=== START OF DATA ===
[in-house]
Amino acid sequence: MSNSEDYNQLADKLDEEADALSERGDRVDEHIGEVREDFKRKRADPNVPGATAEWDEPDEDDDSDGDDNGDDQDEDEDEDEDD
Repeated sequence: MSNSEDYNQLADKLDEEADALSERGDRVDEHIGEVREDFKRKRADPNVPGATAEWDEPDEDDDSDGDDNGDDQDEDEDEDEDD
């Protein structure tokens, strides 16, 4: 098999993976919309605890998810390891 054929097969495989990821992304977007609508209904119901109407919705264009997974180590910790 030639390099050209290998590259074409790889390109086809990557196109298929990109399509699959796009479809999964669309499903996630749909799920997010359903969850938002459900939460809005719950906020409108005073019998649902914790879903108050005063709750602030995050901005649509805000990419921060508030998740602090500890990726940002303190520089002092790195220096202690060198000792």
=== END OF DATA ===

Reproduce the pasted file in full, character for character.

[in-house]
Amino acid sequence: MSNSEDYNQLADKLDEEADALSERGDRVDEHIGEVREDFKRKRADPNVPGATAEWDEPDEDDDSDGDDNGDDQDEDEDEDEDD
Repeated sequence: MSNSEDYNQLADKLDEEADALSERGDRVDEHIGEVREDFKRKRADPNVPGATAEWDEPDEDDDSDGDDNGDDQDEDEDEDEDD
């Protein structure tokens, strides 16, 4: 098999993976919309605890998810390891 054929097969495989990821992304977007609508209904119901109407919705264009997974180590910790 030639390099050209290998590259074409790889390109086809990557196109298929990109399509699959796009479809999964669309499903996630749909799920997010359903969850938002459900939460809005719950906020409108005073019998649902914790879903108050005063709750602030995050901005649509805000990419921060508030998740602090500890990726940002303190520089002092790195220096202690060198000792």